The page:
from The Internationalist, International Institutions and Global Governance Program and Council of Councils

America First Policies Leave America Alone and Disadvantaged

U.S. President Donald J. Trump holds a rally with supporters in an arena in Youngstown, Ohio on July 25, 2017. Jonathan Ernst/Reuters

Trump's rebellion against the rules-based order may give the United States more freedom of action, but it undermines the ability of the United States to influence its own future in a global era.

June 19, 2018

U.S. President Donald J. Trump holds a rally with supporters in an arena in Youngstown, Ohio on July 25, 2017. Jonathan Ernst/Reuters
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The following is a guest post by Terrence Mullan, program coordinator of the International Institutions and Global Governance program at the Council on Foreign Relations.

The rules-based international order and the global interdependence it facilitates have promoted seven decades of economic growth and relative stability. However, integration brings its own unique cross-border challenges, from nuclear proliferation to migration, terrorism, pandemics, and climate change. All require countries to put aside their rivalries and political differences and work together. Unfortunately, prospects for international cooperation are dwindling, thanks to resurgent great power competition and the Trump administration’s animosity toward multilateralism and abdication of global leadership.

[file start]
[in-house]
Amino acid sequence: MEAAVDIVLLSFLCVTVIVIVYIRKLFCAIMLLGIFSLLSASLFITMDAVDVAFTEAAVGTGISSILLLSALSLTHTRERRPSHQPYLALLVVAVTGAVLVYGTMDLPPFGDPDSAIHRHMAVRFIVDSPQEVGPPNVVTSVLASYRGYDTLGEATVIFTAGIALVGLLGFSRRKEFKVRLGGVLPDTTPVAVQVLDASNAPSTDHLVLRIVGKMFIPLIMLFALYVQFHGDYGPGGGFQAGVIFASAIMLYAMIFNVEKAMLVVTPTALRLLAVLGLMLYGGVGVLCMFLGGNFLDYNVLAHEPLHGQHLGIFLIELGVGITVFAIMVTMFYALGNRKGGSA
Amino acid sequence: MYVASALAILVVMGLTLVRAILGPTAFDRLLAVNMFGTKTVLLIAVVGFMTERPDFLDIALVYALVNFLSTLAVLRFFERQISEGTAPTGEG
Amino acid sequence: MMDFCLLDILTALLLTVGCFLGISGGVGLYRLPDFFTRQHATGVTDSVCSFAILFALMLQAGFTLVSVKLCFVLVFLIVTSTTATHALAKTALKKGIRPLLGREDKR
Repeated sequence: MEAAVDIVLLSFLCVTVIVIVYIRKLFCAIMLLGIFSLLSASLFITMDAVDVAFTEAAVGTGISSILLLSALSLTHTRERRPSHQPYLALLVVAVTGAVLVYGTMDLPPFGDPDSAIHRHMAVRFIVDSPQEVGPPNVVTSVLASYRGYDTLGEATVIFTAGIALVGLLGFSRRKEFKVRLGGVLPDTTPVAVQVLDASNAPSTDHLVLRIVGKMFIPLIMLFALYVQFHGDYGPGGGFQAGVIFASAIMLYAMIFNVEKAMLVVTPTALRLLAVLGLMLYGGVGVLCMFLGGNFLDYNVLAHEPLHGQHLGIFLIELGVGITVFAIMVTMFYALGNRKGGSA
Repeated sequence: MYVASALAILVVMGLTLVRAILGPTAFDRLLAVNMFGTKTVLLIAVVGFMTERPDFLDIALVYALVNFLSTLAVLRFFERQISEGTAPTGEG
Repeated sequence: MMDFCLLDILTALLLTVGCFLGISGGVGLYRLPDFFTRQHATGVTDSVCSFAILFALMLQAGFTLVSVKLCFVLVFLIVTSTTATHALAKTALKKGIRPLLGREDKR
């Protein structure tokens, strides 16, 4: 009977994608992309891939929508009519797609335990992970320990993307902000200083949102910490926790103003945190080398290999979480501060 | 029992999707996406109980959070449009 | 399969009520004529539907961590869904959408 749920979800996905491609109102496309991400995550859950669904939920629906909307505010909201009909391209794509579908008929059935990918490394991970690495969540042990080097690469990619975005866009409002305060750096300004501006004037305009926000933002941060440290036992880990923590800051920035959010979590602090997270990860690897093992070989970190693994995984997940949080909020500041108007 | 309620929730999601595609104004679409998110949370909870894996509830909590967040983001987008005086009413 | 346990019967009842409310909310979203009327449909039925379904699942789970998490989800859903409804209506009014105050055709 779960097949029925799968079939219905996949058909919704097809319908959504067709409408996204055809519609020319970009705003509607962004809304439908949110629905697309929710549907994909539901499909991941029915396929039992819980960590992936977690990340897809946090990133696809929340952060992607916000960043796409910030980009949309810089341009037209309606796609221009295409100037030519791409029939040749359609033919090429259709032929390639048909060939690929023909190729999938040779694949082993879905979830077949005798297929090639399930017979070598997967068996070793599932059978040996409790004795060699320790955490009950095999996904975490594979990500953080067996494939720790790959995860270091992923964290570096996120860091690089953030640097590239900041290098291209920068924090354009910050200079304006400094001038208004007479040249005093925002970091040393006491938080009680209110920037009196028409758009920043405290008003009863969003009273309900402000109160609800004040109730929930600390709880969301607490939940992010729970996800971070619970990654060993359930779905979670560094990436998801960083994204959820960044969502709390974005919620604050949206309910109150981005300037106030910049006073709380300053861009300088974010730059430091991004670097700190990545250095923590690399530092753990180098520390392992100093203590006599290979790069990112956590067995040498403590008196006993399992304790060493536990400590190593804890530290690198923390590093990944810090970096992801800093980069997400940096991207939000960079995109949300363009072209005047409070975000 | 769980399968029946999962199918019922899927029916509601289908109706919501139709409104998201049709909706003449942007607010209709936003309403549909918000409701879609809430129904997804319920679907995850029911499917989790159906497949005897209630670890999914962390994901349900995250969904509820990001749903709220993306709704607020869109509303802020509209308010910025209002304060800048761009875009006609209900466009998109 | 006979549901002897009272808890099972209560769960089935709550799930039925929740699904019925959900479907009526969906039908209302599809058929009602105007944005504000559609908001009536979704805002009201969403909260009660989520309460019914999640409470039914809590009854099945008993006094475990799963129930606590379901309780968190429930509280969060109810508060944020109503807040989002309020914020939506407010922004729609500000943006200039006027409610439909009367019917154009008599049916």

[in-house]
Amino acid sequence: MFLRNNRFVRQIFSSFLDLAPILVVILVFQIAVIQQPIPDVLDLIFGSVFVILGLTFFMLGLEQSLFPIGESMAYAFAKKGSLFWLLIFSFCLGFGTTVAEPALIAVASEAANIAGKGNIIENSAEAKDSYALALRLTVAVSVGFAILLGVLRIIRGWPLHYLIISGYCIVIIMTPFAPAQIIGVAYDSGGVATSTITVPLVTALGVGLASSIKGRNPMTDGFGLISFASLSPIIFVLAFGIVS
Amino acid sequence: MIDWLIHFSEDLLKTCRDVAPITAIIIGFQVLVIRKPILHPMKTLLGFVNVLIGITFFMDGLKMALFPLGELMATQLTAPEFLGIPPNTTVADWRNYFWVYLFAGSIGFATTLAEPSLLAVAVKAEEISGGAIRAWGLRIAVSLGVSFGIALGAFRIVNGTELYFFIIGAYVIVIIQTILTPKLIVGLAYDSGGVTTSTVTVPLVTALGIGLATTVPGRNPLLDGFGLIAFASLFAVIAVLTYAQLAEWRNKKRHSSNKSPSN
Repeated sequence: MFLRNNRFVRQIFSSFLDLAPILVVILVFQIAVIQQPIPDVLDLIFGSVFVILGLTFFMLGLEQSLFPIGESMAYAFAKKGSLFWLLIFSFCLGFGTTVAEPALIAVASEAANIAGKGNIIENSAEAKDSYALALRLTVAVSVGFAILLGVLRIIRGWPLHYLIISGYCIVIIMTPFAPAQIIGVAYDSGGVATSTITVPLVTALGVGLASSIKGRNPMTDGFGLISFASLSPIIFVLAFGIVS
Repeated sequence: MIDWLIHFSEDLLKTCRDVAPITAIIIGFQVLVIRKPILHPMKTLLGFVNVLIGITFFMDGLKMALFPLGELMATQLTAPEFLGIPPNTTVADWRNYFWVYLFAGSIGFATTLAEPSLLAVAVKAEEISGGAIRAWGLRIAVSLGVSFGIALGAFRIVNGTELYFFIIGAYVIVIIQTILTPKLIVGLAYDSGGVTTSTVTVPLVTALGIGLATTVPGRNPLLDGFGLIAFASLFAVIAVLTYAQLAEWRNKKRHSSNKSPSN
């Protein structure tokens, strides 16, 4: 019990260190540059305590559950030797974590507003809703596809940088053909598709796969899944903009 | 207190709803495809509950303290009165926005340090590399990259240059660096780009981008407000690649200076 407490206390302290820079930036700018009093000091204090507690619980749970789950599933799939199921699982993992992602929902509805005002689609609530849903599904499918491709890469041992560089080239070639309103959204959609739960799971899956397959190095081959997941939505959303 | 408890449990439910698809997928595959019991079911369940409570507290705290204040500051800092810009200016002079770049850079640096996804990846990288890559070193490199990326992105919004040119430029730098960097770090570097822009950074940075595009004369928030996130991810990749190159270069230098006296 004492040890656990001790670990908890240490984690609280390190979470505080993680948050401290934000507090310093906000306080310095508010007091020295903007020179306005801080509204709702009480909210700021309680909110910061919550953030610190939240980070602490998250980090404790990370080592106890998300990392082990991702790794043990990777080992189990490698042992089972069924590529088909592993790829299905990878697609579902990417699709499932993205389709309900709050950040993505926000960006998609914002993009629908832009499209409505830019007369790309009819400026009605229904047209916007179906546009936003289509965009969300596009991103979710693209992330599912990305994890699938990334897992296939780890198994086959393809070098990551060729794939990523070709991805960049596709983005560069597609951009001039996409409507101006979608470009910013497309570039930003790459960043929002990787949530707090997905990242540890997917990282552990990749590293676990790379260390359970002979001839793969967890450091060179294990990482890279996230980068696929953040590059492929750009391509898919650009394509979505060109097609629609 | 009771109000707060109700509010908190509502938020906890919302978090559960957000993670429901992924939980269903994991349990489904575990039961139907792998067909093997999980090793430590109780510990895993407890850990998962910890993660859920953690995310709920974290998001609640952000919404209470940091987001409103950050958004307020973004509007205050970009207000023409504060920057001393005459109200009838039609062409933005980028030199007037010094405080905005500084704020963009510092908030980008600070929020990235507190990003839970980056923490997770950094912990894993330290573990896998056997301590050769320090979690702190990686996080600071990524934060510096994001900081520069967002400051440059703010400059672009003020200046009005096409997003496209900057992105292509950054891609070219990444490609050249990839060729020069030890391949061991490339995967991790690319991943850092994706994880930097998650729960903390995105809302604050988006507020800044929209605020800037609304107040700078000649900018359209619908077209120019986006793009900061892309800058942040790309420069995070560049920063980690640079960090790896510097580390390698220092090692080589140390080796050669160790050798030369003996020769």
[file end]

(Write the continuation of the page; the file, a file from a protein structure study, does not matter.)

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To consider how best to ameliorate this crisis in global cooperation, forty-seven delegates from twenty-two countries gathered last month for the Council of Councils (CoC) seventh annual conference in New York. The CoC is composed of twenty-nine major policy institutes and is designed to facilitate candid conversation and consensus building among influential opinion leaders from both established and emerging nations. In individual sessions the participants discussed ways to move forward on global trade without U.S. leadership, means to strengthen effective climate change action, the geopolitical implications of technological innovation, and the regional and global challenge posed by Iran. 

President Donald J. Trump dominated conference discussions, and two themes repeatedly emerged. First, Trump’s apparent policy of repeal without replace is a recipe for disaster. Second, Trump’s America First nationalism and protectionism threaten the rules-based order that has served the world well. While U.S. protectionism is not new, Trump’s rejection of the basic tenets of globalization and international rules is. His constant tariff threats and wanton disregard for the World Trade Organization’s rules degrade U.S. relations with the rest of the world and will eventually strain global economic growth, which relies on global supply chains and the certainty provided by the rules-orientated multilateral trading system. It will also distract legitimate efforts to not only enforce rules (particularly vis-à-vis China), but also to adapt them to today’s changing geopolitical and economic structures.